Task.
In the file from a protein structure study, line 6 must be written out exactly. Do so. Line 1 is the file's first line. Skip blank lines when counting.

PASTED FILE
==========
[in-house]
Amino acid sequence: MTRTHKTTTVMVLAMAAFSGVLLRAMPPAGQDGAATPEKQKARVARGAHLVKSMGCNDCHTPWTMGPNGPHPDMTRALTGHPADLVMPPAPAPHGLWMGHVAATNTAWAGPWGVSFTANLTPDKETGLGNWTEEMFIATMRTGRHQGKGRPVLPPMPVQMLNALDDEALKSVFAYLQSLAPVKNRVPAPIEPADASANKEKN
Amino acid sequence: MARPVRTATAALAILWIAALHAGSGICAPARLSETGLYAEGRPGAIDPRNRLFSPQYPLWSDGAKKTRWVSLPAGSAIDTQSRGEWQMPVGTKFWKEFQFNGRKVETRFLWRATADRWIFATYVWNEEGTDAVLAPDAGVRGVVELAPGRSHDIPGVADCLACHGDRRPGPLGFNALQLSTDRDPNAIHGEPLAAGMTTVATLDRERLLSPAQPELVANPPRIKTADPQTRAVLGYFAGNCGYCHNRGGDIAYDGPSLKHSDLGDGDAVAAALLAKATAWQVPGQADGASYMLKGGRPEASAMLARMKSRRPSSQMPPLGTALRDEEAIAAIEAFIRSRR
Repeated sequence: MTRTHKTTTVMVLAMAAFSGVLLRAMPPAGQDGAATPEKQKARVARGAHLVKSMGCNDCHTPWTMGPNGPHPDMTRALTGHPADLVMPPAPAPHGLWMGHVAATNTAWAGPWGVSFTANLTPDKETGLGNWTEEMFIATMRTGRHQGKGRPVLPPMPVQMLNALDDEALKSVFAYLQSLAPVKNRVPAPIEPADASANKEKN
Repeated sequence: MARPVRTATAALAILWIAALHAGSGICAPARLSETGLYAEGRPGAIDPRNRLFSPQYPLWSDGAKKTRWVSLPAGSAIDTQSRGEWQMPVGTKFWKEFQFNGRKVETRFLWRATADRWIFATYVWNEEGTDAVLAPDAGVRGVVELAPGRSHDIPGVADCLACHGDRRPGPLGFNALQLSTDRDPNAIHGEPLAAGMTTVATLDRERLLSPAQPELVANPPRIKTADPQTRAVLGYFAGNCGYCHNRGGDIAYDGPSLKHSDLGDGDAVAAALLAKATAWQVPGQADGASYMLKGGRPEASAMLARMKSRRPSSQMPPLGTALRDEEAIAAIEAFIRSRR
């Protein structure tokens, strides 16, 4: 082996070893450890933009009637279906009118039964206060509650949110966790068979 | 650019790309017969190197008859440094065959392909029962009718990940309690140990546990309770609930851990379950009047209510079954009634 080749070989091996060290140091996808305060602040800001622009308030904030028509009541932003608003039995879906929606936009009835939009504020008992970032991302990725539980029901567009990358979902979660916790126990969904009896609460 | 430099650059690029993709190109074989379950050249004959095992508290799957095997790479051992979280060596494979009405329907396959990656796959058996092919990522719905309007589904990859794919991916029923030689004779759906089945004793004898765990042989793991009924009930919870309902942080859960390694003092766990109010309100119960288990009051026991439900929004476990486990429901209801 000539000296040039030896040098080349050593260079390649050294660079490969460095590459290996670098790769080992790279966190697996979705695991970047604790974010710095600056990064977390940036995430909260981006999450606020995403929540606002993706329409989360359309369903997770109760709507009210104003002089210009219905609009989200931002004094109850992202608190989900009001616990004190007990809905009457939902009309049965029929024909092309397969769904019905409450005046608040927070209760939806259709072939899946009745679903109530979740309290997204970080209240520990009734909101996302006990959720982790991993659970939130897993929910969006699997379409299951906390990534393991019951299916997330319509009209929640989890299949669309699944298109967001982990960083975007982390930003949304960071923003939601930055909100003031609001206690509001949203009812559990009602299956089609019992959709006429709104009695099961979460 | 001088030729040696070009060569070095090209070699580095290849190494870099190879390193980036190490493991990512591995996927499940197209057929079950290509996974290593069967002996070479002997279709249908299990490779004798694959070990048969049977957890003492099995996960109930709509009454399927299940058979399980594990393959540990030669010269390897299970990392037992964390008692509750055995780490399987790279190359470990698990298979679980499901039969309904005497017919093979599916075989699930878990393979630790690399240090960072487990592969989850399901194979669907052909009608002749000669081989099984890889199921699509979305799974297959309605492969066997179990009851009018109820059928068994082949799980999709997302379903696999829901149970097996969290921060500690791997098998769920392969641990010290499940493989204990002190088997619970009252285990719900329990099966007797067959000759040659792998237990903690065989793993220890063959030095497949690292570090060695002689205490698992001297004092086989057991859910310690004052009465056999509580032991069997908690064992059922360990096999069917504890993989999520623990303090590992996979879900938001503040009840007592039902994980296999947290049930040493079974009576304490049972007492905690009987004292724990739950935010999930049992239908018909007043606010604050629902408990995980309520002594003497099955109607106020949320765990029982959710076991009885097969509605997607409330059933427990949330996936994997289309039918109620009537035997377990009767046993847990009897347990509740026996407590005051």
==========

């Protein structure tokens, strides 16, 4: 082996070893450890933009009637279906009118039964206060509650949110966790068979 | 650019790309017969190197008859440094065959392909029962009718990940309690140990546990309770609930851990379950009047209510079954009634 080749070989091996060290140091996808305060602040800001622009308030904030028509009541932003608003039995879906929606936009009835939009504020008992970032991302990725539980029901567009990358979902979660916790126990969904009896609460 | 430099650059690029993709190109074989379950050249004959095992508290799957095997790479051992979280060596494979009405329907396959990656796959058996092919990522719905309007589904990859794919991916029923030689004779759906089945004793004898765990042989793991009924009930919870309902942080859960390694003092766990109010309100119960288990009051026991439900929004476990486990429901209801 000539000296040039030896040098080349050593260079390649050294660079490969460095590459290996670098790769080992790279966190697996979705695991970047604790974010710095600056990064977390940036995430909260981006999450606020995403929540606002993706329409989360359309369903997770109760709507009210104003002089210009219905609009989200931002004094109850992202608190989900009001616990004190007990809905009457939902009309049965029929024909092309397969769904019905409450005046608040927070209760939806259709072939899946009745679903109530979740309290997204970080209240520990009734909101996302006990959720982790991993659970939130897993929910969006699997379409299951906390990534393991019951299916997330319509009209929640989890299949669309699944298109967001982990960083975007982390930003949304960071923003939601930055909100003031609001206690509001949203009812559990009602299956089609019992959709006429709104009695099961979460 | 001088030729040696070009060569070095090209070699580095290849190494870099190879390193980036190490493991990512591995996927499940197209057929079950290509996974290593069967002996070479002997279709249908299990490779004798694959070990048969049977957890003492099995996960109930709509009454399927299940058979399980594990393959540990030669010269390897299970990392037992964390008692509750055995780490399987790279190359470990698990298979679980499901039969309904005497017919093979599916075989699930878990393979630790690399240090960072487990592969989850399901194979669907052909009608002749000669081989099984890889199921699509979305799974297959309605492969066997179990009851009018109820059928068994082949799980999709997302379903696999829901149970097996969290921060500690791997098998769920392969641990010290499940493989204990002190088997619970009252285990719900329990099966007797067959000759040659792998237990903690065989793993220890063959030095497949690292570090060695002689205490698992001297004092086989057991859910310690004052009465056999509580032991069997908690064992059922360990096999069917504890993989999520623990303090590992996979879900938001503040009840007592039902994980296999947290049930040493079974009576304490049972007492905690009987004292724990739950935010999930049992239908018909007043606010604050629902408990995980309520002594003497099955109607106020949320765990029982959710076991009885097969509605997607409330059933427990949330996936994997289309039918109620009537035997377990009767046993847990009897347990509740026996407590005051």